The rates of Stamp Duty Land Tax (‘SDLT’) are generally higher for ‘residential’ property than for ‘non-residential’ property. But if the subject matter of a property transaction includes any ‘non-residential’ element, the ‘non-residential’ rate applies to the whole transaction. Hence, demonstrating that what you have bought includes something (however small) that is not ‘residential property’ saves you SDLT: sometimes very significant amounts of SDLT.
There have thus been a number of cases in which purchasers have sought (unsuccessfully) to identify within the purchase of what is substantially a family home the magic ‘non-residential’ element. Things like an office above the garage, a letting of the paddock or even the letting of a domestic garage for storage. In fact, HMRC have lost patience with what they consider to be an avalanche of spurious claims made by boutique ‘reclaim agents’ to such a degree as to have issued a consultation document at the end of 2021 proposing a change in the law: the outcome is awaited.
Meanwhile, the Court of Appeal in Hyman & Others v HMRC  EWCA Civ 185 addresses a more ambitious argument that could potentially have greatly widened the scope for claiming the ‘non-residential’ rate.
‘Residential property’ is defined as ‘a building that is used or suitable for use as a dwelling, or is in the process of being constructed or adapted for such use’ (which itself has led to some interesting litigation) together with land that is or forms part of the garden or grounds of such a building (or an interest in or right over land that subsists for the benefit of such a building or such land). ‘Non-residential property’ is defined by exclusion – it’s anything that isn’t residential.
Hyman was all about ‘garden or grounds’. Specifically, it was about whether ‘garden or grounds’ simply meant what it appeared to say; or whether there was to be read into the legislation a restriction to garden or grounds required for the reasonable enjoyment of the dwelling having regard to its size and nature – a concept familiar from the Capital Gains Tax ‘main residence’ exemption.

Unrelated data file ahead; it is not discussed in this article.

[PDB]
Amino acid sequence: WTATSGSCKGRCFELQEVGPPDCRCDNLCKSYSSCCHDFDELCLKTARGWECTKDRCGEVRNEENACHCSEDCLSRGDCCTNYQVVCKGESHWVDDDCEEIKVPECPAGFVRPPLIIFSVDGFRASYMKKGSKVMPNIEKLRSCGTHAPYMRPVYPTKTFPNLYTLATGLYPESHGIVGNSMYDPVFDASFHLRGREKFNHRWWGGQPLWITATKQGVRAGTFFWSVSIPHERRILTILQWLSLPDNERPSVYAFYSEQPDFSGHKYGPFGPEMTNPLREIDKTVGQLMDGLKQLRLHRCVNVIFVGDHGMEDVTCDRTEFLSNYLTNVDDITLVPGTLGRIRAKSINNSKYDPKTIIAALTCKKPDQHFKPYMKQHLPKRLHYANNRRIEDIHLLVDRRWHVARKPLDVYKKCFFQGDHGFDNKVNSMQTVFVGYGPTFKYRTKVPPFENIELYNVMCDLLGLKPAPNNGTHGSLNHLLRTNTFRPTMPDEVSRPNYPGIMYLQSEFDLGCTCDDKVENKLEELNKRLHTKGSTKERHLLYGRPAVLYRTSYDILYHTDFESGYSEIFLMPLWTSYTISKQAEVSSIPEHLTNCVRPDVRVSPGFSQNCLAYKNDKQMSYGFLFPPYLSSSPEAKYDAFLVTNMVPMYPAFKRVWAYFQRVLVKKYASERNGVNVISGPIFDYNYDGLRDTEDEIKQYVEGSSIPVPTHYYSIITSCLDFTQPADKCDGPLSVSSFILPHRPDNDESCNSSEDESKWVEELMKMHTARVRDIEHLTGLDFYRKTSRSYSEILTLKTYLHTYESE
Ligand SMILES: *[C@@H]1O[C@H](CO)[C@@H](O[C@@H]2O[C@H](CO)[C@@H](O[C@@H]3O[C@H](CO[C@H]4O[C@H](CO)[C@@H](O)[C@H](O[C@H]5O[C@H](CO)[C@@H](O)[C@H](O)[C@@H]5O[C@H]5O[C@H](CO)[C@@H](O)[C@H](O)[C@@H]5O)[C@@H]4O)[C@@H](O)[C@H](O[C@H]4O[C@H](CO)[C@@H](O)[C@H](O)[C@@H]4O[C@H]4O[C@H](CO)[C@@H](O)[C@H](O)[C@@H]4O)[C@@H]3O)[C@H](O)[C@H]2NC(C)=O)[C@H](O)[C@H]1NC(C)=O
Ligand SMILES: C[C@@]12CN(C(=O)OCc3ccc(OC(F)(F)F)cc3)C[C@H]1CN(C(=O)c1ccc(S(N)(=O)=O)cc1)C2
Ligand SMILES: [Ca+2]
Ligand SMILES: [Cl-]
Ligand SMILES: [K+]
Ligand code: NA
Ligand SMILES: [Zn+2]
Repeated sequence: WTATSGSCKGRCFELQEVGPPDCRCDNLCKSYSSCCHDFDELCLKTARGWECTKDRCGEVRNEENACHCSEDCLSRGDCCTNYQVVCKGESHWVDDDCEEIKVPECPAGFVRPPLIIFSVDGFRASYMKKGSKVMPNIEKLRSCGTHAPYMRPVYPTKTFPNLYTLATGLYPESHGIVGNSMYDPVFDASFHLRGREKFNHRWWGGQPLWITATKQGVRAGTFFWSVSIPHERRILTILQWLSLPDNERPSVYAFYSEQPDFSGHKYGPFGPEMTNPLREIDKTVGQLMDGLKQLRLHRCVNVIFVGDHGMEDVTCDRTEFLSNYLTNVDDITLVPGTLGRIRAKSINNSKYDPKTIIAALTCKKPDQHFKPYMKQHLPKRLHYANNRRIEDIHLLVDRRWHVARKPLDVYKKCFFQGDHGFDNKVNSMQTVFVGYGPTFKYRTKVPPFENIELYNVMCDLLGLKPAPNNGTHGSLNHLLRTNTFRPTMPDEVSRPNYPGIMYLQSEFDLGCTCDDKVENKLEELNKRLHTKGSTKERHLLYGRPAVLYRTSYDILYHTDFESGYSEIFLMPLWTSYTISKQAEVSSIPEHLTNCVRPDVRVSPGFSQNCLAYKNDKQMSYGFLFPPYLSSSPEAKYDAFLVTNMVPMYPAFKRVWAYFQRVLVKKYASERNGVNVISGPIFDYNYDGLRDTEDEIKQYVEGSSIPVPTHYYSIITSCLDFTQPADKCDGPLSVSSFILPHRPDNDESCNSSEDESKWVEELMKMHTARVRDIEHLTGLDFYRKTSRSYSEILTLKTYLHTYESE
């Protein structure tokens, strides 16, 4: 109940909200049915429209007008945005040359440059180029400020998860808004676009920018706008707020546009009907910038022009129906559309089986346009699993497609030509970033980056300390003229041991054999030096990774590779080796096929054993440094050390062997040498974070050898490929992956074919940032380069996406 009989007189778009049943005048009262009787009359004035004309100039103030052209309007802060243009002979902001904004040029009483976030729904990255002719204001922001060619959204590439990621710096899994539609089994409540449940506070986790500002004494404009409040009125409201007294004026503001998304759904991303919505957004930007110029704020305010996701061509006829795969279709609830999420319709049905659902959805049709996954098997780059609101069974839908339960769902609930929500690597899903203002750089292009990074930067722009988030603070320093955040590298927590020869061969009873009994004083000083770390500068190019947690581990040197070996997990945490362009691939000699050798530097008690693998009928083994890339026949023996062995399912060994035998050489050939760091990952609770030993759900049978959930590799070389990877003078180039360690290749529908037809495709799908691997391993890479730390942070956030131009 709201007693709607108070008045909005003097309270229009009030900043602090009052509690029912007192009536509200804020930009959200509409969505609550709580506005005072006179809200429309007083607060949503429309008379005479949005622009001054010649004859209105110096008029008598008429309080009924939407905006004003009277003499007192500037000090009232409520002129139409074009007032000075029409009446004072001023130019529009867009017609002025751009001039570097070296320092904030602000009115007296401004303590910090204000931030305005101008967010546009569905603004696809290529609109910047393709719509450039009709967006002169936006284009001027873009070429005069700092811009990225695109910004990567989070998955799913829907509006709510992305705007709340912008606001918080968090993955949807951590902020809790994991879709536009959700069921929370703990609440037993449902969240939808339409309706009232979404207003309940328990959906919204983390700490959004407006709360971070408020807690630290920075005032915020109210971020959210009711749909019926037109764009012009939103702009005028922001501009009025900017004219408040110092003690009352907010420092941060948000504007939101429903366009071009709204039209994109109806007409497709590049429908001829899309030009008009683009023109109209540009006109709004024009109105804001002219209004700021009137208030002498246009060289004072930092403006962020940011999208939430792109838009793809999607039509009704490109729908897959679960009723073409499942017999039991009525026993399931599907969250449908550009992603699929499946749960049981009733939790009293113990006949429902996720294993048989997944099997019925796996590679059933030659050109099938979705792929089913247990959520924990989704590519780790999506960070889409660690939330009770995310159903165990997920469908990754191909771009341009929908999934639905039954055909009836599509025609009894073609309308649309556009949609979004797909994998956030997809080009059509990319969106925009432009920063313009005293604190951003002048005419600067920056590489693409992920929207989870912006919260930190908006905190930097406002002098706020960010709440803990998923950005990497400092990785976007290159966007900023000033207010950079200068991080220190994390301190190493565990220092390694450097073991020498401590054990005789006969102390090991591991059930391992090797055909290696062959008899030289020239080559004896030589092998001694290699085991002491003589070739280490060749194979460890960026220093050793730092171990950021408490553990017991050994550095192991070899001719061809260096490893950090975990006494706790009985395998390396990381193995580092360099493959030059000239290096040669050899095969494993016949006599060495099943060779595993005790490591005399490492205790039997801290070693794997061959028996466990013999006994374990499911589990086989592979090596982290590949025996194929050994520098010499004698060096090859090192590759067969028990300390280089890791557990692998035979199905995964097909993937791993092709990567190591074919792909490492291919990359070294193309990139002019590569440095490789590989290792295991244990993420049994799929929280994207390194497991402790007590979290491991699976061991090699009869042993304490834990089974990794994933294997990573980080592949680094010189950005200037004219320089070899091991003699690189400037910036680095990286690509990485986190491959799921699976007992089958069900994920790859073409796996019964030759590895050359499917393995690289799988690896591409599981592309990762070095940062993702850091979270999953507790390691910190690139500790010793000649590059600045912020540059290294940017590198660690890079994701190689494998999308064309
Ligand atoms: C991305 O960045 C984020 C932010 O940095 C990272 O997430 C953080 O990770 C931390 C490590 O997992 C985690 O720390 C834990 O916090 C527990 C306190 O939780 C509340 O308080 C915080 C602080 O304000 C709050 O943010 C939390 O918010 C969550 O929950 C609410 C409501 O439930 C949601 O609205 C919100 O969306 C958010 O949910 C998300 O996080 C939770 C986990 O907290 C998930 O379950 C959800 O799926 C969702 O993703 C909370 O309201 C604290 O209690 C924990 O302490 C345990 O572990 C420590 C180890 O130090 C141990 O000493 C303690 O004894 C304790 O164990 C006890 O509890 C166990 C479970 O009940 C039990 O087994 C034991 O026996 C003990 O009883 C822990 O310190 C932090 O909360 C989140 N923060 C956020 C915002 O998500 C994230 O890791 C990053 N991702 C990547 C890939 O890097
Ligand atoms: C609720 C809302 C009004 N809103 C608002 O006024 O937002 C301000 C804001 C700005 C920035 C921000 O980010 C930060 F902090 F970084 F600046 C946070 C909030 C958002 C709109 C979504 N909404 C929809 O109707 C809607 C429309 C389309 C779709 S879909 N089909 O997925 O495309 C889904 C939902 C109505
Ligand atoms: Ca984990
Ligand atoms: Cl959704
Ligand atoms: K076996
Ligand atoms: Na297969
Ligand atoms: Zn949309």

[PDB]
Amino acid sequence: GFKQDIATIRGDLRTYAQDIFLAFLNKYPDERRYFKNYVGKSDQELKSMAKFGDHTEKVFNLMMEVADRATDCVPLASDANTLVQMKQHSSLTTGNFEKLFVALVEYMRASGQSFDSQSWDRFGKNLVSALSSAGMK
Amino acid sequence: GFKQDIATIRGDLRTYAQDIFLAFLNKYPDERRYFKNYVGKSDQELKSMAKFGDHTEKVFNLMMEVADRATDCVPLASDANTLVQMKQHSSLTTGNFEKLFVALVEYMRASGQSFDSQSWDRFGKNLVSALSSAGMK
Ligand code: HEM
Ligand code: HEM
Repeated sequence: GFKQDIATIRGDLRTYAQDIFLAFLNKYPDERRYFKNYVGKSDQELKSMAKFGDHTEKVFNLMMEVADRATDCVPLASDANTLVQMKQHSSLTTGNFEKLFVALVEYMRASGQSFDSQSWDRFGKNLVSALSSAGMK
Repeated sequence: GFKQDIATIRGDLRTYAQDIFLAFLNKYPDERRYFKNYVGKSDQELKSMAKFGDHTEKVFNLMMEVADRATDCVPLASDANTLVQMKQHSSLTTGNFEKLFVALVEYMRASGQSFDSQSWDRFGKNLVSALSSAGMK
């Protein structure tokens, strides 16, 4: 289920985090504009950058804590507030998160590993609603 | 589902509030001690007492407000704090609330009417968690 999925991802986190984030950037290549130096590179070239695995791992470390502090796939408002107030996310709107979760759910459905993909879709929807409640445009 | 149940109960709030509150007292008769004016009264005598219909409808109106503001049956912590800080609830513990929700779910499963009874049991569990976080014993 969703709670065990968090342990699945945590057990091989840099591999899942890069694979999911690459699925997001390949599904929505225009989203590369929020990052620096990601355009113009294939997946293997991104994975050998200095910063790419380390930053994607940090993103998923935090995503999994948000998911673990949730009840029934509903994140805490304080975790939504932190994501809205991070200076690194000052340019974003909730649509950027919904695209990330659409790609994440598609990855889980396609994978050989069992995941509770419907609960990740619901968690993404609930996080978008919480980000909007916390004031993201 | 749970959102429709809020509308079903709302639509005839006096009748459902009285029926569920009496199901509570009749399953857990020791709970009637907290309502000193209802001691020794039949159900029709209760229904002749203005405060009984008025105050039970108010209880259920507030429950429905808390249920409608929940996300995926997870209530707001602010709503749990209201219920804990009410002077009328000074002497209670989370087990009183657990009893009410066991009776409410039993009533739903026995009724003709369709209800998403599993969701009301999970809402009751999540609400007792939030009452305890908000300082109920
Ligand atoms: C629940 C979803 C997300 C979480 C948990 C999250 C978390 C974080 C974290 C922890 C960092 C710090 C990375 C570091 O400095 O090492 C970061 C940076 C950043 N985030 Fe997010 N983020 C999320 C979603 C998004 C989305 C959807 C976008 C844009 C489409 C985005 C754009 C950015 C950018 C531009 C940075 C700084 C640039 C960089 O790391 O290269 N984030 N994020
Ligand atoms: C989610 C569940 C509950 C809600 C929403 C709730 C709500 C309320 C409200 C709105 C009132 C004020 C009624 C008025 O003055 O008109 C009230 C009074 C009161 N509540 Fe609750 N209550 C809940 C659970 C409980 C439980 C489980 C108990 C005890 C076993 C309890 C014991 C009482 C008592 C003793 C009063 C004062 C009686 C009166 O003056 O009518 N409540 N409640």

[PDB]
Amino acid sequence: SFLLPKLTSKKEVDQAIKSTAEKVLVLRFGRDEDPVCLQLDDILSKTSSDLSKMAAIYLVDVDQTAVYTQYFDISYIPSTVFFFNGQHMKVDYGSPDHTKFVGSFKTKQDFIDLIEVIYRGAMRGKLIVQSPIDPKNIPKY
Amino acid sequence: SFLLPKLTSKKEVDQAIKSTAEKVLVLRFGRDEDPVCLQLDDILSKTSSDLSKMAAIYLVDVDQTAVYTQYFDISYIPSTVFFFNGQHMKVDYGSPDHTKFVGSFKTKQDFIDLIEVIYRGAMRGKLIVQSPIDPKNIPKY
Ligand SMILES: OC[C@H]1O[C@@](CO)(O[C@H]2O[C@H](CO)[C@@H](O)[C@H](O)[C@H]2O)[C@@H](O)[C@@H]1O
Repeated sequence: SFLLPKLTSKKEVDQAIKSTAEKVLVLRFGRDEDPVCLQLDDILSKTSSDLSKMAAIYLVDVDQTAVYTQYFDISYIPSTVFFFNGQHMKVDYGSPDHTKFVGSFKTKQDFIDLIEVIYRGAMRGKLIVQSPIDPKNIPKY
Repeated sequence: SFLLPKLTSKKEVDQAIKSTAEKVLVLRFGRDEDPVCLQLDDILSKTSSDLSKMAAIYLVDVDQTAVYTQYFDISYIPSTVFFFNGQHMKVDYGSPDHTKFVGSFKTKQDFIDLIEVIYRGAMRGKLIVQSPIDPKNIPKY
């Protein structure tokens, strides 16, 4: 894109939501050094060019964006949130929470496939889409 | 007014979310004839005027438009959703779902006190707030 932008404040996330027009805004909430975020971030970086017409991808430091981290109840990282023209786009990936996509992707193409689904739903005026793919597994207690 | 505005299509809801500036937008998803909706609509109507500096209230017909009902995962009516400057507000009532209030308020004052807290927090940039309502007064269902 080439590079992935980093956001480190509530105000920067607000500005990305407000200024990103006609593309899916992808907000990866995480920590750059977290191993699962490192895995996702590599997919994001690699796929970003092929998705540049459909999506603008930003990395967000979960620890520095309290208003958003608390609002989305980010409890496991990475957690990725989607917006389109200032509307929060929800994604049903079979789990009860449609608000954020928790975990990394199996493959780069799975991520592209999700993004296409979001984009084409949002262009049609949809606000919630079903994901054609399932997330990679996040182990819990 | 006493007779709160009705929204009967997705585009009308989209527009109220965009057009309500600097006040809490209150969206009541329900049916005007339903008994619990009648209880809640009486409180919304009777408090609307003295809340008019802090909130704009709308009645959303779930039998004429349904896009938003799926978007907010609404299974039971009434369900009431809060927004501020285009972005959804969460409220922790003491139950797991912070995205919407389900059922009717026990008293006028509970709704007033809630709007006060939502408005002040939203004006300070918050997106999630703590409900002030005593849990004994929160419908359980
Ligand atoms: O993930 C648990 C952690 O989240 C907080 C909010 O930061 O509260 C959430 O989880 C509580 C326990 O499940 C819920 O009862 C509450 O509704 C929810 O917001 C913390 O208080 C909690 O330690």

Such a restriction would mean that many houses with land attached would include some ‘non-residential’ land so would attract the lower rate of SDLT. It would also, incidentally, put buyers into something of a quandary – for if as a buyer I contend that some of the grounds are not required for the reasonable enjoyment of the dwelling, I would save some SDLT on purchase but diminish any Capital Gains Tax ‘main residence’ relief on sale.
Readers may wonder on what basis it might be thought possible to restrict the plain wording of the legislation in this way. They would be in good company.
The answer is that in 2003 (so before the introduction of SDLT) HMRC had published a Statement of Practice regarding what it would treat as ‘garden or grounds’ for the purposes of a particular recently-introduced Stamp Duty provision. This had said that:
‘The test the Inland Revenue will apply is similar to that applied for the purposes of the capital gains tax relief for main residences (section 222(3) of the Taxation of Chargeable Gains Act 1992). The land will include that which is needed for the reasonable enjoyment of the dwelling having regard to the size and nature of the dwelling.’
From that, it was argued that the SDLT provision must also as a matter of law be interpreted in the same way.
The Court of Appeal was dismissive:
‘There is no reason, therefore, why Parliament should have intended that the guidance given in relation to stamp duty should apply to SDLT. Second, the guidance given by HMRC did not, even in its own terms, purport to be an interpretation of section 92B. At best it amounted to guidance on how HMRC would, in practice, apply a test. Third, HMRC did not explain why they decided to apply a test derived from the express wording of section 222(3) of the Taxation of Chargeable Gains Act 1992 to section 92B. Section 222 was in very different terms.’
Thus, to secure the lower rates of SDLT, it is not sufficient (nor ever has been) to show that the purchase includes land which is not required for the reasonable enjoyment of the property; what must be shown is that the land is not part of the garden or grounds of the property at all – an incomparably more difficult task, as is shown by cases such as The How Development 1 Ltd  UKFTT 248 (TC).
For more information, please get in touch with your usual BKL contact or use our enquiry form.